A quick check on where we stand in the Stanley Cup playoffs:
As I quickly review my previous thoughts on which way the NHL’s second round would go, I must admit that I got it pretty badly wrong on the Dallas Stars. I think that’s a safe statement, considering that workers are still cleaning the bug-splatted Stars off the ice at the American Airlines Center.
Embed from Getty Images
The Stars go splat.
On the other hand, I’m feeling damn good about my “dark horse” picks, the Pittsburgh Penguins and San Jose Sharks.
As noted in the previous post, marking the Washington Capitals as the East favorites was a pro forma pick; obviously, if I picked their opponents in the round as the dark horse, I had to have an inkling that the latter would get past the former.
Did they ever. With Game 7s sprouting up all over the place in these playoffs, it was indicative that the Pens brushed aside the Caps in a mere six games–and after their win in Game 4 to go up 3-1, there was very little reason to believe that Washington would do any more than hold serve on their home ice before bowing out at Consol Energy Center. Which is exactly the way it worked out, of course.
By the same thinking, perhaps the Tampa Bay Lightning should be favored in the Eastern Conference Final. After all, they dumped the New York Islanders by a 4-1 tally. And the ‘Ning are certainly a dangerous team; last year’s conference champs have been impressive even without Steven Stamkos, and if they get him back for this series at some point–a possibility, according to some reports–maybe they’ll wind up storming the Penguins the way they did the Islanders.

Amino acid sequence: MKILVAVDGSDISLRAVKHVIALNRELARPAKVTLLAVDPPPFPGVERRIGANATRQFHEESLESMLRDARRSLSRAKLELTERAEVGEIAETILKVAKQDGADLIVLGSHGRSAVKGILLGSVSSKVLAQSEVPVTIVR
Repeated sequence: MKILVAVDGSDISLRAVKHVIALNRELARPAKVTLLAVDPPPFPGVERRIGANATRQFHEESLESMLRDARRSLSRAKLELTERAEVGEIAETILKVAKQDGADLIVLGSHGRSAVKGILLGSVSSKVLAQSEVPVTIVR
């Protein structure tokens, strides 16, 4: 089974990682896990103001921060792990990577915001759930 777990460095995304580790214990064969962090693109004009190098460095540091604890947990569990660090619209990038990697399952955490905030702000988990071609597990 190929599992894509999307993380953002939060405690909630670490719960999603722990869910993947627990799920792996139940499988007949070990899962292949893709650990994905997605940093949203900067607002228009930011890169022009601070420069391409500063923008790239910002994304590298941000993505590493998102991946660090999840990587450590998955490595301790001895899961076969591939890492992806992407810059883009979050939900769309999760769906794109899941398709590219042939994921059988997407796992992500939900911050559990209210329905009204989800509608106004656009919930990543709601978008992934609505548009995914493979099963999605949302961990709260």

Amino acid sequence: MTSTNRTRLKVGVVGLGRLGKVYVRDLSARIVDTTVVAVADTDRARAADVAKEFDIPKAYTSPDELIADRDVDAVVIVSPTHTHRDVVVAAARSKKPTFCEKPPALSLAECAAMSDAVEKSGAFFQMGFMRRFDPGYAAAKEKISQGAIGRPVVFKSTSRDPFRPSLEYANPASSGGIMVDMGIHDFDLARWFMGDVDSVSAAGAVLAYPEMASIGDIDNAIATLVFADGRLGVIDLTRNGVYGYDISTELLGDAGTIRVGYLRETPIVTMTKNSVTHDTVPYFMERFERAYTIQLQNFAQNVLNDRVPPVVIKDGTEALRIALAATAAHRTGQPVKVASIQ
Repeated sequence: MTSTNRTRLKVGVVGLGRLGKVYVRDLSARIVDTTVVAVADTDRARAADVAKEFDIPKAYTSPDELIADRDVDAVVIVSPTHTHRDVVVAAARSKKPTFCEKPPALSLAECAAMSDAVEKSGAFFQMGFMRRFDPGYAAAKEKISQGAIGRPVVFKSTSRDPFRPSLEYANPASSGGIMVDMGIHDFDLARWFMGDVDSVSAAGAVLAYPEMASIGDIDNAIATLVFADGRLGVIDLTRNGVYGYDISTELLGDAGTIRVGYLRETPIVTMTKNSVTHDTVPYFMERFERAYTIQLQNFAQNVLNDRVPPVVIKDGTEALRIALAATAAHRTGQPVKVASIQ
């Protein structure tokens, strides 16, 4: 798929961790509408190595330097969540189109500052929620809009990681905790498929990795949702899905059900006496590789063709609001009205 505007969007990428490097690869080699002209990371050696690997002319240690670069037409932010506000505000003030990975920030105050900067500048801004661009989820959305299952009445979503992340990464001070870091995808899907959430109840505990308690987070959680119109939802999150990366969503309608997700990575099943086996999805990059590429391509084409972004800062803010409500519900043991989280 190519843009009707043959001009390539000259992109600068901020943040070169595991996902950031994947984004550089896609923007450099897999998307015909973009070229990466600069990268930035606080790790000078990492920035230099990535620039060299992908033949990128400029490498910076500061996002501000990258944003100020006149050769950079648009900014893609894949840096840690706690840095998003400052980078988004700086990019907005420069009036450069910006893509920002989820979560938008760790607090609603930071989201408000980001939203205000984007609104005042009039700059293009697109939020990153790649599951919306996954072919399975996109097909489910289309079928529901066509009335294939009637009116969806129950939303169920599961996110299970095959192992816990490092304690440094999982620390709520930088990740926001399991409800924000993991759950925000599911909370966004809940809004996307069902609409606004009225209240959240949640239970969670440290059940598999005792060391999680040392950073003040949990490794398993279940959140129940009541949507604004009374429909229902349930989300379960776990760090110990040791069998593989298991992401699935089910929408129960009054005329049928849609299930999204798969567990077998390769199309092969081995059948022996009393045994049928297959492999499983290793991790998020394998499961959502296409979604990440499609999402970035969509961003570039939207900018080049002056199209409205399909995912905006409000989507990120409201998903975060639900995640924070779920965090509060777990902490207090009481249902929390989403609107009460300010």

Perhaps. But there is a reason that Sidney Crosby was at one time the undisputed face of the NHL; it’s worth remembering, too, that he already has his name on the Stanley Cup, and he’s not the only one so engraved on Pittsburgh’s roster.
I still like Pittsburgh, the dark horse pick that wasn’t really so dark horse after all.
The same may be true in the Western Conference, but everything is a little shakier there.
Both the Sharks and the St. Louis Blues have a history of playoff flameouts, so it’s tempting to assume that one team or the other is just going to choke this upcoming series away. But at the same time, both of these teams have done some demon-slaying already in these playoffs, so I suspect bad history is unlikely to play any part in the proceedings.
Both teams were taken to Game 7 by their most recent opponents, and both were very impressive in laying the hammer down to advance. In the Blues’ case, they did it on road ice, against the top-scoring Stars, and made Dallas look bad in the process.
The Sharks weren’t quite so devastating; San Jose just applied consistent, vigorous pressure to the tiring Nashville Predators, and stayed a step ahead of them throughout last night’s game. Also, the Sharks did their deed at home, where theoretically they had an easier task than the Blues faced on the road.
Here’s the thing, though: throughout the year, the Sharks were a better road than home team. They beat the Blues twice in St. Louis, and lost once in San Jose–perfectly fitting their season m.o. The Sharks didn’t get a road win against Nashville, but it’s hard to believe that they won’t pull one off against the Blues, so home ice advantage probably won’t play so heavily here.
Ultimately, I suspect the Sharks are going to pull it off and finally reach the Stanley Cup Final because, as a Bay Area resident and hockey fan, I’ve seen all the Sharks’ playoff collapses before–and this edition of the team just looks and feels different. The Predators series seems to confirm that; past San Jose teams would have taken that 2-0 lead, and then folded up after frittering it away by losing games 3 and 4. But this year’s team took those punches and then came back slugging. Plus, they could easily have won Game 6; San Jose seemed to have it won several times before the Preds finally pulled it off. Ditto the marathon in Game 4. As close as a Game 7 may have made that series seem, San Jose really looked to have a substantial advantage over Nashville for most of the series.
Thus, it looks from here like Pittsburgh vs. San Jose in the Stanley Cup Final. Your mileage, of course, may vary considerably.
And beyond that? Check back here in a couple of weeks.